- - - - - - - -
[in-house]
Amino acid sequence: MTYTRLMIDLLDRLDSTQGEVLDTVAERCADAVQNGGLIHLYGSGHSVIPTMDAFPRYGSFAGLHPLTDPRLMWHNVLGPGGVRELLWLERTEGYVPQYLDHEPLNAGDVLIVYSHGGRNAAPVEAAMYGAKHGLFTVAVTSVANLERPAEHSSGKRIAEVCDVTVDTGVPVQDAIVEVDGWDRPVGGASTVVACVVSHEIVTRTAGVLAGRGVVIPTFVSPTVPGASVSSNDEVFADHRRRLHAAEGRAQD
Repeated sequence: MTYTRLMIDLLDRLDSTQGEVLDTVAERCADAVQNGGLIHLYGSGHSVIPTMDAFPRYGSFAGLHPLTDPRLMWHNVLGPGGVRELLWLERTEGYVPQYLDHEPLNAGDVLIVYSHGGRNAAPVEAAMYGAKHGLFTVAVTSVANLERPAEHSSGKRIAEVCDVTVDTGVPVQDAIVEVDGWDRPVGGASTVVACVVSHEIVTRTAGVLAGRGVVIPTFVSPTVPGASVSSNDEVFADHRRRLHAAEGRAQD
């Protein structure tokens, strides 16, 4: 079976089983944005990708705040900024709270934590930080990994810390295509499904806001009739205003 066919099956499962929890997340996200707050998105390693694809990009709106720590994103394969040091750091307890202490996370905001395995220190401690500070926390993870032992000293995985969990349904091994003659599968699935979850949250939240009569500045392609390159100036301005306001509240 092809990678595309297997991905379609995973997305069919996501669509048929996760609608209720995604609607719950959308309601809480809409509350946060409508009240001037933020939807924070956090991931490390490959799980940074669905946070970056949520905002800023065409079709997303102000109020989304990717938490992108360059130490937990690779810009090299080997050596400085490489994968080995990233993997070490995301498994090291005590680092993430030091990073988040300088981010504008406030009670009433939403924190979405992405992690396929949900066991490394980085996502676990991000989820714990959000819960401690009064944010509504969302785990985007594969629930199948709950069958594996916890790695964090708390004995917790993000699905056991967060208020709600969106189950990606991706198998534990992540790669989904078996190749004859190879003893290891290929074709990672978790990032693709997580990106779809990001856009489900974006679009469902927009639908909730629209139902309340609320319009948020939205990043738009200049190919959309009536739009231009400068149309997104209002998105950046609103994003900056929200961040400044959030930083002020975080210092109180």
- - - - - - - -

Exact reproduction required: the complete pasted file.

[in-house]
Amino acid sequence: MTYTRLMIDLLDRLDSTQGEVLDTVAERCADAVQNGGLIHLYGSGHSVIPTMDAFPRYGSFAGLHPLTDPRLMWHNVLGPGGVRELLWLERTEGYVPQYLDHEPLNAGDVLIVYSHGGRNAAPVEAAMYGAKHGLFTVAVTSVANLERPAEHSSGKRIAEVCDVTVDTGVPVQDAIVEVDGWDRPVGGASTVVACVVSHEIVTRTAGVLAGRGVVIPTFVSPTVPGASVSSNDEVFADHRRRLHAAEGRAQD
Repeated sequence: MTYTRLMIDLLDRLDSTQGEVLDTVAERCADAVQNGGLIHLYGSGHSVIPTMDAFPRYGSFAGLHPLTDPRLMWHNVLGPGGVRELLWLERTEGYVPQYLDHEPLNAGDVLIVYSHGGRNAAPVEAAMYGAKHGLFTVAVTSVANLERPAEHSSGKRIAEVCDVTVDTGVPVQDAIVEVDGWDRPVGGASTVVACVVSHEIVTRTAGVLAGRGVVIPTFVSPTVPGASVSSNDEVFADHRRRLHAAEGRAQD
């Protein structure tokens, strides 16, 4: 079976089983944005990708705040900024709270934590930080990994810390295509499904806001009739205003 066919099956499962929890997340996200707050998105390693694809990009709106720590994103394969040091750091307890202490996370905001395995220190401690500070926390993870032992000293995985969990349904091994003659599968699935979850949250939240009569500045392609390159100036301005306001509240 092809990678595309297997991905379609995973997305069919996501669509048929996760609608209720995604609607719950959308309601809480809409509350946060409508009240001037933020939807924070956090991931490390490959799980940074669905946070970056949520905002800023065409079709997303102000109020989304990717938490992108360059130490937990690779810009090299080997050596400085490489994968080995990233993997070490995301498994090291005590680092993430030091990073988040300088981010504008406030009670009433939403924190979405992405992690396929949900066991490394980085996502676990991000989820714990959000819960401690009064944010509504969302785990985007594969629930199948709950069958594996916890790695964090708390004995917790993000699905056991967060208020709600969106189950990606991706198998534990992540790669989904078996190749004859190879003893290891290929074709990672978790990032693709997580990106779809990001856009489900974006679009469902927009639908909730629209139902309340609320319009948020939205990043738009200049190919959309009536739009231009400068149309997104209002998105950046609103994003900056929200961040400044959030930083002020975080210092109180």